The Case On Wal-Mart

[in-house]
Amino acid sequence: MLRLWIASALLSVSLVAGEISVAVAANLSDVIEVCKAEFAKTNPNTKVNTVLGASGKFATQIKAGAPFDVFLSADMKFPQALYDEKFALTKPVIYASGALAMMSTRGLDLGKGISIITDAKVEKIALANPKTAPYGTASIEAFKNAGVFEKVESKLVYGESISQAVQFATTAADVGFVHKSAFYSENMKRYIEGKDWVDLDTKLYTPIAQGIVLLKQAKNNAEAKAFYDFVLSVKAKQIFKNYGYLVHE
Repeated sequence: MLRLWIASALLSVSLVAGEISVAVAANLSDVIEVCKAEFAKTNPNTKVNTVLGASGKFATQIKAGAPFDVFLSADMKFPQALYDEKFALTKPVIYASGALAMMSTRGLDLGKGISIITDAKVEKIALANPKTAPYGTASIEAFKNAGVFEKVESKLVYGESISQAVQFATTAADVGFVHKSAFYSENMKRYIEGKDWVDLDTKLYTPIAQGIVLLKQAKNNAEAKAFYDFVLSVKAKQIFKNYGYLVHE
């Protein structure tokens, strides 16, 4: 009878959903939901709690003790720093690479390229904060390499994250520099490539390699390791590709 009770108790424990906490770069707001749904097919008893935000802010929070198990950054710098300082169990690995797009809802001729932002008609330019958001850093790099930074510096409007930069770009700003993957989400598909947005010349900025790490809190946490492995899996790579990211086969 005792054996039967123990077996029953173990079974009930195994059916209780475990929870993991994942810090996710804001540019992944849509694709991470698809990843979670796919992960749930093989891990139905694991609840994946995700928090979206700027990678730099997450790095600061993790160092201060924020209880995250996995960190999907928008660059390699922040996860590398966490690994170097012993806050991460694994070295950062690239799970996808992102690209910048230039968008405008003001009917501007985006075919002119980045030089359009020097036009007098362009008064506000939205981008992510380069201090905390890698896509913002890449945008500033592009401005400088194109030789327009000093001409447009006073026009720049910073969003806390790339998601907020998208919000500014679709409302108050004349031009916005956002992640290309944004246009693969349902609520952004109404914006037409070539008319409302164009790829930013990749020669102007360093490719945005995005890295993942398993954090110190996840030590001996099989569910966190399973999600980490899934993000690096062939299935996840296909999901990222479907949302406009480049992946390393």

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In 1998, Barbara Ehrenreich, a social critic and journalist, embarked on a ground-breaking experiment. To understand the typical low-wage worker, she left her comfortable life and took on various jobs and attempted to survive on minimum wage in three different places in the nation. One of her stops was Minneapolis, Minnesota, where she was employed by Wal-Mart, America’s largest employer employs with approximately 1.3 million workers in this country alone. Founded in 1962, Wal-Mart was Sam Walton's vision of great customer service and was meant to be a way to lower the cost of living in America. However, it seems that the corporation chooses to forgo certain issues such as fair wages and decent healthcare for its employees, so that they may afford their low, low prices. In her New York Time’s Bestseller, Nickel and Dimed, Ehrenreich states that “[u]nderneath those vests […] there are real-life charity cases, maybe even shelter dwellers” (175). Ehrenreich’s claim that Wal-Mart employees are dreadfully paid and mistreated are still accurate today, seven years later, as is evident by the statements of current statistics and recent articles that Wal-Mart continues to pay their employees minimum wage while the company’s CEO has a multimillion dollar salary, fails to provide decent health benefits to half of their employees causing these workers to rely on the government, and is strongly anti-union so that the company can continue to exploit their employees. In fact, she states that most of these employees cannot even afford some of the products sold at this low price retail giant. In February of 2006, as a response to mounting pressure from bad publicity, Wal-Mart announced a pay raise for all their employees. Wal-Mart Watch, a campaign website representing the Center for Community and Corporate Ethics, presents further information on the raise. It was a mere

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